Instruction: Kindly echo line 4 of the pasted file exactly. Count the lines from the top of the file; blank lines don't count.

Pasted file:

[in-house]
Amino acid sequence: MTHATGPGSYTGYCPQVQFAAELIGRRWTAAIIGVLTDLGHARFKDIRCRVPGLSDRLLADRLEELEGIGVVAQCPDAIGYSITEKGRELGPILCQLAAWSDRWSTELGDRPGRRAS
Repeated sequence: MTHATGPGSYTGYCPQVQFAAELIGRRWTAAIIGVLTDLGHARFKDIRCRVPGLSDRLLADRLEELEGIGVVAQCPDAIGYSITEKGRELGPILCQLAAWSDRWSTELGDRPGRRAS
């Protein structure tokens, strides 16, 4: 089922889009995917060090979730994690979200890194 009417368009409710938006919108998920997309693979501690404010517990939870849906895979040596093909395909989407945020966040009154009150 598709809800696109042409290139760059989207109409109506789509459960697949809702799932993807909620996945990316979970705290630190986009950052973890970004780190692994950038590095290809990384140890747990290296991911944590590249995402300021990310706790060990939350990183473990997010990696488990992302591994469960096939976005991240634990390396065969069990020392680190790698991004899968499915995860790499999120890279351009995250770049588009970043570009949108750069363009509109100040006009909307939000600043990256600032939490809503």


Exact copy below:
């Protein structure tokens, strides 16, 4: 089922889009995917060090979730994690979200890194 009417368009409710938006919108998920997309693979501690404010517990939870849906895979040596093909395909989407945020966040009154009150 598709809800696109042409290139760059989207109409109506789509459960697949809702799932993807909620996945990316979970705290630190986009950052973890970004780190692994950038590095290809990384140890747990290296991911944590590249995402300021990310706790060990939350990183473990997010990696488990992302591994469960096939976005991240634990390396065969069990020392680190790698991004899968499915995860790499999120890279351009995250770049588009970043570009949108750069363009509109100040006009909307939000600043990256600032939490809503």